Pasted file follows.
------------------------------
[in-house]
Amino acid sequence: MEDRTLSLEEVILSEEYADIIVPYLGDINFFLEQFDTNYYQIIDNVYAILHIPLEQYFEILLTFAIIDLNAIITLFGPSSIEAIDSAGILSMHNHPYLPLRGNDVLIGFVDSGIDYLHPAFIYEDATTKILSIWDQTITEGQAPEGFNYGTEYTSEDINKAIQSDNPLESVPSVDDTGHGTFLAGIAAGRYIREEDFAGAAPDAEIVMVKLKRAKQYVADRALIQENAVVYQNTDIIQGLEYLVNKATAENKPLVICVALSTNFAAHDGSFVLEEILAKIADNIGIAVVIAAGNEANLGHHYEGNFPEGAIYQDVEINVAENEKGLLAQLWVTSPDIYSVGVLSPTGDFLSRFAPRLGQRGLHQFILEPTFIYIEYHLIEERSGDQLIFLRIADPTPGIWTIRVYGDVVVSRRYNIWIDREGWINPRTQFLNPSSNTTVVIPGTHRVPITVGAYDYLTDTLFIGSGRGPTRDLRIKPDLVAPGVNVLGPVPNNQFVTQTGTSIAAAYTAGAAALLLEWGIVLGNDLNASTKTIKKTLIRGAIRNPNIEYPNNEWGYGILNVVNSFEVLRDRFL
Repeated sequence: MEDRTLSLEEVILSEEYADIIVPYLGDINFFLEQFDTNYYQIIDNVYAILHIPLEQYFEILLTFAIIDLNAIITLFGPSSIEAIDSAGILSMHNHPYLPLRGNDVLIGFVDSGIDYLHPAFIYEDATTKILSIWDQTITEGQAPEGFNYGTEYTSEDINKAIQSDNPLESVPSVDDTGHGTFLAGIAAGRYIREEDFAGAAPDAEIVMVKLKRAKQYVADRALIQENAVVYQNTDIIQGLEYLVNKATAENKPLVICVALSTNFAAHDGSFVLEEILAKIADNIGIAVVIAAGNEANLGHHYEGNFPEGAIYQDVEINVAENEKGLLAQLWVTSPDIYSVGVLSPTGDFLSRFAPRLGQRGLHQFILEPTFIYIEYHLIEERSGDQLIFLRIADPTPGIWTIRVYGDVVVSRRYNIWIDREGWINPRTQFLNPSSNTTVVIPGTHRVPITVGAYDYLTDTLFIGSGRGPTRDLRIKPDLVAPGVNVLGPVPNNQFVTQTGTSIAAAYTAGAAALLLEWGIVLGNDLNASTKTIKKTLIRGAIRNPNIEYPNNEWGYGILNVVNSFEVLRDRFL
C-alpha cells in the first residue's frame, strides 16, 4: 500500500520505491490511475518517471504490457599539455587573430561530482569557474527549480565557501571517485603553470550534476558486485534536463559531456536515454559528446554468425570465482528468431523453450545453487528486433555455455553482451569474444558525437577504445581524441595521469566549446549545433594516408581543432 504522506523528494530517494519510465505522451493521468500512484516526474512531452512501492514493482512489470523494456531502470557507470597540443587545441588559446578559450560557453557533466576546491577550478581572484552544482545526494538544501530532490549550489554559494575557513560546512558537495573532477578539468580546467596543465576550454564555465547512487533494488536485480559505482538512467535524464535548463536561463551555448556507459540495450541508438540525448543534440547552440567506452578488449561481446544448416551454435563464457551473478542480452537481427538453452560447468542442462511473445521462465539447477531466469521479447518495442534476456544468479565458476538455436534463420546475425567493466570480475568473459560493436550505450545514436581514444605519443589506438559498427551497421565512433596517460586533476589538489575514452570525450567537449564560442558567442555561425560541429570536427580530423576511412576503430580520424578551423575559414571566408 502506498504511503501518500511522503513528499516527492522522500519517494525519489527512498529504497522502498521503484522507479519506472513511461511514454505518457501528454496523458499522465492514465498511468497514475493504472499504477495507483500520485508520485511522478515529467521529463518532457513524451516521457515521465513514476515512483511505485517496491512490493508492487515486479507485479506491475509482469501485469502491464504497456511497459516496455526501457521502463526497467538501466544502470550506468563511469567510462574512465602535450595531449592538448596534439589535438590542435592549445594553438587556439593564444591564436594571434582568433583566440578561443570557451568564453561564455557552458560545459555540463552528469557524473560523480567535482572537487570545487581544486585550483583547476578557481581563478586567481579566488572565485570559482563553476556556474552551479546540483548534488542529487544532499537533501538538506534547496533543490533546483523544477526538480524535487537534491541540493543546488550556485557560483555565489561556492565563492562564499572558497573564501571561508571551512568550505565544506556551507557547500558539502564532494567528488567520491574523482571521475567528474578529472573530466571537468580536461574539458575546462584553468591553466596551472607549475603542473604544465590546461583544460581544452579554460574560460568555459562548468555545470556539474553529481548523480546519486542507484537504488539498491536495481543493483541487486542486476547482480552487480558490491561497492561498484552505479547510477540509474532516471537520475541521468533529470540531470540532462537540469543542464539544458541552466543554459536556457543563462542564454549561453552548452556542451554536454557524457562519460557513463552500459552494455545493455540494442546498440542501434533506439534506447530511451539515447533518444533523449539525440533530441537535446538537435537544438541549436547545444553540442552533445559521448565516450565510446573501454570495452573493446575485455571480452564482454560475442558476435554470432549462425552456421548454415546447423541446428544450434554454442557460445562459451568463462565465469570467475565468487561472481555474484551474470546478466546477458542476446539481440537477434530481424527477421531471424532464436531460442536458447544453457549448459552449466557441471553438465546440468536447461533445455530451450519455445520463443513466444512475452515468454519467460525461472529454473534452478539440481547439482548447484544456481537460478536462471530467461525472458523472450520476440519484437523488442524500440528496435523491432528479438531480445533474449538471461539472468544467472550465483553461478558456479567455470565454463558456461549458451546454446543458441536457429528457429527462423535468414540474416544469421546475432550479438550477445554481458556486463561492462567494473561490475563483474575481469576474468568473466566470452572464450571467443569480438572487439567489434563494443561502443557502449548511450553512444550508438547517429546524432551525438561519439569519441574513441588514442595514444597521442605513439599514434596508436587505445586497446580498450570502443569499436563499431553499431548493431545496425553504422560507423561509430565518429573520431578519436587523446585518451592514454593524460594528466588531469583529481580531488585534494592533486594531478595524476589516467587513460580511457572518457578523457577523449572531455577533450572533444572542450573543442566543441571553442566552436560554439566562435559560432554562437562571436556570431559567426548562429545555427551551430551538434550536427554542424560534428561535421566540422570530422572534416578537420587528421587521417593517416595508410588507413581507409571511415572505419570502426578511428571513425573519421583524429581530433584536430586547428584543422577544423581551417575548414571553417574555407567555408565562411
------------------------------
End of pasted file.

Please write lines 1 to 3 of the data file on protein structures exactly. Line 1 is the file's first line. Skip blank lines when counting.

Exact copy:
[in-house]
Amino acid sequence: MEDRTLSLEEVILSEEYADIIVPYLGDINFFLEQFDTNYYQIIDNVYAILHIPLEQYFEILLTFAIIDLNAIITLFGPSSIEAIDSAGILSMHNHPYLPLRGNDVLIGFVDSGIDYLHPAFIYEDATTKILSIWDQTITEGQAPEGFNYGTEYTSEDINKAIQSDNPLESVPSVDDTGHGTFLAGIAAGRYIREEDFAGAAPDAEIVMVKLKRAKQYVADRALIQENAVVYQNTDIIQGLEYLVNKATAENKPLVICVALSTNFAAHDGSFVLEEILAKIADNIGIAVVIAAGNEANLGHHYEGNFPEGAIYQDVEINVAENEKGLLAQLWVTSPDIYSVGVLSPTGDFLSRFAPRLGQRGLHQFILEPTFIYIEYHLIEERSGDQLIFLRIADPTPGIWTIRVYGDVVVSRRYNIWIDREGWINPRTQFLNPSSNTTVVIPGTHRVPITVGAYDYLTDTLFIGSGRGPTRDLRIKPDLVAPGVNVLGPVPNNQFVTQTGTSIAAAYTAGAAALLLEWGIVLGNDLNASTKTIKKTLIRGAIRNPNIEYPNNEWGYGILNVVNSFEVLRDRFL
Repeated sequence: MEDRTLSLEEVILSEEYADIIVPYLGDINFFLEQFDTNYYQIIDNVYAILHIPLEQYFEILLTFAIIDLNAIITLFGPSSIEAIDSAGILSMHNHPYLPLRGNDVLIGFVDSGIDYLHPAFIYEDATTKILSIWDQTITEGQAPEGFNYGTEYTSEDINKAIQSDNPLESVPSVDDTGHGTFLAGIAAGRYIREEDFAGAAPDAEIVMVKLKRAKQYVADRALIQENAVVYQNTDIIQGLEYLVNKATAENKPLVICVALSTNFAAHDGSFVLEEILAKIADNIGIAVVIAAGNEANLGHHYEGNFPEGAIYQDVEINVAENEKGLLAQLWVTSPDIYSVGVLSPTGDFLSRFAPRLGQRGLHQFILEPTFIYIEYHLIEERSGDQLIFLRIADPTPGIWTIRVYGDVVVSRRYNIWIDREGWINPRTQFLNPSSNTTVVIPGTHRVPITVGAYDYLTDTLFIGSGRGPTRDLRIKPDLVAPGVNVLGPVPNNQFVTQTGTSIAAAYTAGAAALLLEWGIVLGNDLNASTKTIKKTLIRGAIRNPNIEYPNNEWGYGILNVVNSFEVLRDRFL